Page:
Consider the Right Timing (6 of 6)

There are a number of different factors that will influence the timing of when you might want to sell your business. Some reasons are planned, or internally motivated, while others are triggered by external conditions.
It is often said that great software companies are acquired rather than sold. By integrating your products and driving business for your partners, you will put yourself in the best position to attract an incoming acquisition offer. However, whether or not you do attract an incoming offer, there are ways to signal to prospective acquirers your willingness to explore strategic options without quite putting out a “for sale” sign on your front lawn. In that regard, it is helpful to have some idea of when might be a good time to start putting out those signals.
In terms of planned or internally motivated factors, some of the ones that you might want to consider years in advance include getting to a milestone ARR or revenue level (such as $5M, $10M or $20M) at which you attract the attention of an increased pool of buyers; the life of your VC fund and when they are looking for liquidity on their investment in your company; your penetration and saturation for the market spaces in which you are selling and your potential to achieve growth and profitability in the adjacent market spaces you mapped out in the Strategy phase outlined above; your success (or lack thereof) in your growth plans and the potential requirement for a costly and time-consuming pivot; the requirement for another round of financing that might dilute existing shareholders; founder or team fatigue; or your desire (especially if you are a large shareholder and/or essential to the company’s operations) to take cash off the table and move on to other things in your life.
As we all know, even the best laid plans often go awry. Sometimes, perhaps even often, there are exogenous events that can impact and potentially accelerate your carefully planned timing. As a very relevant and topical example, the M&A markets are booming right now in part because the COVID-19 outbreak caused many founder entrepreneurs to face the prospect that they might lose millions in the value of their businesses, and they are now responding by seizing the opportunity afforded by the snapback in the stock markets to test the market value for their companies. Other external triggers might include the onset of a market consolidation with the acquisition of one or more of your competitors or a rollup initiated by a private equity-backed platform company; impending regulatory changes that will cause significant changes – for good or for bad – in your market; a sudden health scare or personal issue for you or someone in your family that causes you to rethink what you can dedicate to the business going forward; the emergence of frothy bubble-like market conditions that you want to take advantage of; or best of all, that you receive a serious incoming inquiry that is worthy of your and your board’s consideration.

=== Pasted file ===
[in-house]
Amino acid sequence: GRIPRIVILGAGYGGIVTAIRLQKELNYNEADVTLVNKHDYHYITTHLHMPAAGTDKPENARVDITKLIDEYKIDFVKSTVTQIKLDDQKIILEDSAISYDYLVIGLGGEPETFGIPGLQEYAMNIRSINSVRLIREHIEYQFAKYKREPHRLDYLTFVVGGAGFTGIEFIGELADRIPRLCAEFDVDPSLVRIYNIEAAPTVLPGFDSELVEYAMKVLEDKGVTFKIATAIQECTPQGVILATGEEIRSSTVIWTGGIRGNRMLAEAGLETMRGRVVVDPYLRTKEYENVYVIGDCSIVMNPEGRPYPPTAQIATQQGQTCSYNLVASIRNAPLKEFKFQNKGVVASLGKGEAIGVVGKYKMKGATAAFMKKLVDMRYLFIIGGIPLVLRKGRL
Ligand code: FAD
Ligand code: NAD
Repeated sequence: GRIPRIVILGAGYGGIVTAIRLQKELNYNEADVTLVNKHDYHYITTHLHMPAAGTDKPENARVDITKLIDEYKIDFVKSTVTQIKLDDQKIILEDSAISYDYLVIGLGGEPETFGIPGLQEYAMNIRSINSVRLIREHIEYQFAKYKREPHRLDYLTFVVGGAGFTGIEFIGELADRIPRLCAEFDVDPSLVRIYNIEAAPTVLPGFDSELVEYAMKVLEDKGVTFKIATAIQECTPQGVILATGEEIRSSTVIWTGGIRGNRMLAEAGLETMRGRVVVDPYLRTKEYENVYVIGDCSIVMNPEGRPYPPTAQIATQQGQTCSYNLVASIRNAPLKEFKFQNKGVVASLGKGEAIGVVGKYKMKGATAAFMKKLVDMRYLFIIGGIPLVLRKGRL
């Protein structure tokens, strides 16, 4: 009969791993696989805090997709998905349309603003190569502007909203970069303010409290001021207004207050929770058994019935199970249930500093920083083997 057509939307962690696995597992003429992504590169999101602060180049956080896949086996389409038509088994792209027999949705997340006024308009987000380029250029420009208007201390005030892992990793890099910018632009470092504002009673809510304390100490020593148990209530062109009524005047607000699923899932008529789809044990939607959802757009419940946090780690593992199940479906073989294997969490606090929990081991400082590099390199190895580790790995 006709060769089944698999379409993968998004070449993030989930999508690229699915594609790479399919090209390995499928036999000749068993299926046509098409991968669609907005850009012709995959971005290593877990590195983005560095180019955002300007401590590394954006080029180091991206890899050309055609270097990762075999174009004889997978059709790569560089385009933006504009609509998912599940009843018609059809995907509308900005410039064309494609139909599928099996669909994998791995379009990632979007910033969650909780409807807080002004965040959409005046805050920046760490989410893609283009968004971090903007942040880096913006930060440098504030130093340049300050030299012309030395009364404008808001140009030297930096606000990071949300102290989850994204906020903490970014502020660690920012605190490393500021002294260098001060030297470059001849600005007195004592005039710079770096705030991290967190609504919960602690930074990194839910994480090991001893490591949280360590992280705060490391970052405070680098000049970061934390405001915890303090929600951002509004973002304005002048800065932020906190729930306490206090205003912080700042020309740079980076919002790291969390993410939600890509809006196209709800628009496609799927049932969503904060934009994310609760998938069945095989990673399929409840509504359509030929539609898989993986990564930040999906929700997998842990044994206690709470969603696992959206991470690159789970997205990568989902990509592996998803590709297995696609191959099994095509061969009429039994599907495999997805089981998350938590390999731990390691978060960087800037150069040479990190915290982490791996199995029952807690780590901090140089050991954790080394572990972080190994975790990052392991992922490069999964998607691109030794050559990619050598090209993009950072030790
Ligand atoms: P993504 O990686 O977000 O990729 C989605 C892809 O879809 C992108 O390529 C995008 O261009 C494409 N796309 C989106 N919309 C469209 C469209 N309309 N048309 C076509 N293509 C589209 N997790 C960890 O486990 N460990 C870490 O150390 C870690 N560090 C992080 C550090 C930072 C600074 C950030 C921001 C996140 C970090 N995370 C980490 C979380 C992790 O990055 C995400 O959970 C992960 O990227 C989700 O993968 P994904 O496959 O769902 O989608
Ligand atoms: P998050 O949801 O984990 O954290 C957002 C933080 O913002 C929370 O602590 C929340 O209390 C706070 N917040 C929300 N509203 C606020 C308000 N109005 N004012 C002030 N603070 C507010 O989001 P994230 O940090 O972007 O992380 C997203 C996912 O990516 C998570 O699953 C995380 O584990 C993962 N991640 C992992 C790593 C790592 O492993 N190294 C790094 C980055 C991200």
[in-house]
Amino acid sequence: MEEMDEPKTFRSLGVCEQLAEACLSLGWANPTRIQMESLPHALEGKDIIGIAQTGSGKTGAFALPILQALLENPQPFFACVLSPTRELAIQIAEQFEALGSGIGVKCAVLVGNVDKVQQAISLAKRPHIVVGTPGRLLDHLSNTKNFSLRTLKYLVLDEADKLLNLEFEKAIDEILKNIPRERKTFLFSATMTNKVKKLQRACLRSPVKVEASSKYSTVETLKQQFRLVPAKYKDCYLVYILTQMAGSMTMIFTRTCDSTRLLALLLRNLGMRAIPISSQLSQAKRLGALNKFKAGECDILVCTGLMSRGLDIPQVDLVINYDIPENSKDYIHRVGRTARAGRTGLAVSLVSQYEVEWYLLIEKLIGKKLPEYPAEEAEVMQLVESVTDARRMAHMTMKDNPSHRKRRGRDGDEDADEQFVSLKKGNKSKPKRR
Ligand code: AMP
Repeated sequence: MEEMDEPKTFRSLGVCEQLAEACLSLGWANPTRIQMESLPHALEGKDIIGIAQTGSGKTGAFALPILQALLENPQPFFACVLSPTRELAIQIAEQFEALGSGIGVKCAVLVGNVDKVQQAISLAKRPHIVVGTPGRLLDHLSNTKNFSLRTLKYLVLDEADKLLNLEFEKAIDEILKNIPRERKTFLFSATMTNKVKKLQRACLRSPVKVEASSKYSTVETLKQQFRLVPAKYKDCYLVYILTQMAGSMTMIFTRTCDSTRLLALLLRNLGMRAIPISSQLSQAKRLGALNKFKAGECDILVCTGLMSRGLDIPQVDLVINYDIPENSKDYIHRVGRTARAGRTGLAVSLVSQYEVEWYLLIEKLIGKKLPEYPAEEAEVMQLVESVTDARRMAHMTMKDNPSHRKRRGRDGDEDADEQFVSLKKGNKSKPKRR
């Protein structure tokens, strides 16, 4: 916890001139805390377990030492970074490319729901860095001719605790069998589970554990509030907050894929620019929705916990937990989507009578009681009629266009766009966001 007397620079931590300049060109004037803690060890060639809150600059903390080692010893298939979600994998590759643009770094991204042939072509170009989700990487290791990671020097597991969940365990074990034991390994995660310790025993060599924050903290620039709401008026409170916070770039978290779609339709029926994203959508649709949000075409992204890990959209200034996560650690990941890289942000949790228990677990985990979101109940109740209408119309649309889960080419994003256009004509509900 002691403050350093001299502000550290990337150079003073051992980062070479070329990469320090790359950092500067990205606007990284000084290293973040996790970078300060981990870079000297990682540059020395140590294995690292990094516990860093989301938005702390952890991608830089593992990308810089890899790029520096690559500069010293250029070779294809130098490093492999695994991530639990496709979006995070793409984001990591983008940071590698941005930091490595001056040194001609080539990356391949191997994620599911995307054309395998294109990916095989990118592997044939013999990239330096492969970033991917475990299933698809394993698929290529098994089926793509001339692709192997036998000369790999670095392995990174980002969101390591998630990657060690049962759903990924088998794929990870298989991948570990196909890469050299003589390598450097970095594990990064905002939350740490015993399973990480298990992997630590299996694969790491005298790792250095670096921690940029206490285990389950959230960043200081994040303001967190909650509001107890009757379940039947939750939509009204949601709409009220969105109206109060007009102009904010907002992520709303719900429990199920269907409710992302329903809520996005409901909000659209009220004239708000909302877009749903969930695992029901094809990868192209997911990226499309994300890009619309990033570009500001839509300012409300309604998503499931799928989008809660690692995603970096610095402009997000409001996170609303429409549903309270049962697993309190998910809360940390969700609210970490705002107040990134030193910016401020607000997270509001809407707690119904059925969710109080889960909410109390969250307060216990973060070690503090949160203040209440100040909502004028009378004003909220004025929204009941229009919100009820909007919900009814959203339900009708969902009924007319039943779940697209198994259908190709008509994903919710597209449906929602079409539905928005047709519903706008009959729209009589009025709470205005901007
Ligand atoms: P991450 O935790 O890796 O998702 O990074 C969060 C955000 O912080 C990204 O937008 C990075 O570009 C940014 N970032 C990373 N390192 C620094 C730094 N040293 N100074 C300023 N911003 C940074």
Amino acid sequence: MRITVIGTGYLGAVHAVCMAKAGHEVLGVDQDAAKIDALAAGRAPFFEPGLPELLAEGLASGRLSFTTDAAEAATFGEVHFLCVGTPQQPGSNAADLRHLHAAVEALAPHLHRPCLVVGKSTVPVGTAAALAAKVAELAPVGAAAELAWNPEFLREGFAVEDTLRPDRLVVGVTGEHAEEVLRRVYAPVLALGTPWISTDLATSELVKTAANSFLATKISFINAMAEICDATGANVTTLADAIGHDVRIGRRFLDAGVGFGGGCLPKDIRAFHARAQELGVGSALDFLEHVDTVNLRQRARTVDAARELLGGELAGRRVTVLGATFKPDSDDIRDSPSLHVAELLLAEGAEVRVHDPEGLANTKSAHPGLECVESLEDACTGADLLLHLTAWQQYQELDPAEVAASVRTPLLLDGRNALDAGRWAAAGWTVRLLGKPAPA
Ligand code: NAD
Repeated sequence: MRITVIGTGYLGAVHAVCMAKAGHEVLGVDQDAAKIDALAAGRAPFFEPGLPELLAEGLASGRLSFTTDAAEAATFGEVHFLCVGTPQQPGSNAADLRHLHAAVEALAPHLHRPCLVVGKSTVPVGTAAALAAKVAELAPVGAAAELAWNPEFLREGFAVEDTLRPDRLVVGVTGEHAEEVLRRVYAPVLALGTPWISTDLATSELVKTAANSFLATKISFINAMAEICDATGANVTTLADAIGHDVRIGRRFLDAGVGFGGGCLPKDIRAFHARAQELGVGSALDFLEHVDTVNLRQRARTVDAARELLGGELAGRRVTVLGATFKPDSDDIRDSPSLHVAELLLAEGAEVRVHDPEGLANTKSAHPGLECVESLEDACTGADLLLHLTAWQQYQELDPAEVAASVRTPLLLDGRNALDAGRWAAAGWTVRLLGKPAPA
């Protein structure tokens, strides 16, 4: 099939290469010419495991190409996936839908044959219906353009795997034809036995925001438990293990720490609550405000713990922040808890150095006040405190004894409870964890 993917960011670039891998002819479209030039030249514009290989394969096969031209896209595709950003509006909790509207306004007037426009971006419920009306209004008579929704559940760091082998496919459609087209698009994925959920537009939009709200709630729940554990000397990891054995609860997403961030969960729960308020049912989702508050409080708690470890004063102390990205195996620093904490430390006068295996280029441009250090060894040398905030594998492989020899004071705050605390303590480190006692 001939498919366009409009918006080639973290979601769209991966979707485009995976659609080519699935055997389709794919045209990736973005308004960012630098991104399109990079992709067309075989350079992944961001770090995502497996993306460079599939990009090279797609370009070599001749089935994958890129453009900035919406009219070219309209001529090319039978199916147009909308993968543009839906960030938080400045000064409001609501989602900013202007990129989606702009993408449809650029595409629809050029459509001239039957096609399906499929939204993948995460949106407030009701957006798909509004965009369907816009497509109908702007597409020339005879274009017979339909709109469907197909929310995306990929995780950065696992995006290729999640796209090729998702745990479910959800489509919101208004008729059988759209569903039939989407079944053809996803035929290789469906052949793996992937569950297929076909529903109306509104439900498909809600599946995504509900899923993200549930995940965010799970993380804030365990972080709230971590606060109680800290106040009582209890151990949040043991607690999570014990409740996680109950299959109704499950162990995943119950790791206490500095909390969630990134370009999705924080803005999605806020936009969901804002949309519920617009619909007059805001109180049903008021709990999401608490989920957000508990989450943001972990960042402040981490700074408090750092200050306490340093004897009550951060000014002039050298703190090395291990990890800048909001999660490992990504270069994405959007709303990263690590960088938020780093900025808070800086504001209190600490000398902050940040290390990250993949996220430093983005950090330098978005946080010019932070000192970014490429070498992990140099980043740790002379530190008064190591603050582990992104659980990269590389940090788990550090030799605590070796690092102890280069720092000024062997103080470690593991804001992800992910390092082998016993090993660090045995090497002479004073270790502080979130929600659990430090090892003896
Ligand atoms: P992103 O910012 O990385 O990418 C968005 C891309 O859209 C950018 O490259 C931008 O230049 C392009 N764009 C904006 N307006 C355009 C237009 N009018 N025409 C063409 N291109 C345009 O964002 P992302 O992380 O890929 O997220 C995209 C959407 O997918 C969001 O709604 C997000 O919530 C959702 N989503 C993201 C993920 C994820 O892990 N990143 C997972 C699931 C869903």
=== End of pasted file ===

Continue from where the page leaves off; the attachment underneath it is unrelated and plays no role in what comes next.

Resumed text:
Recap and Action Items
Like all things in life, success is a matter of preparation meets opportunity. When it comes to an exit for your company, there are 5 things you can START doing now to get the most out of all the efforts you are putting in now to scale your business:
  • Define your growth strategy
  • Identify and form relationships with your target list
  • Choose your advisor(s)
  • Always be transaction-ready
  • Consider the right timing
Planning for your company’s exit is a no-regrets move: either you pick up some great habits that enable you to better grow your business, or you end up in a situation where you get a great outcome by acquisition because you put yourself in the right place when the right time comes along.
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My name is Alexander Rink. Drawing upon over 20 years of experience growing early-stage companies, my team and I help CEOs and Boards of Directors of companies from $1M to $25M in revenues identify and resolve strategic and organizational challenges to accelerate their company’s growth in a capital efficient manner.

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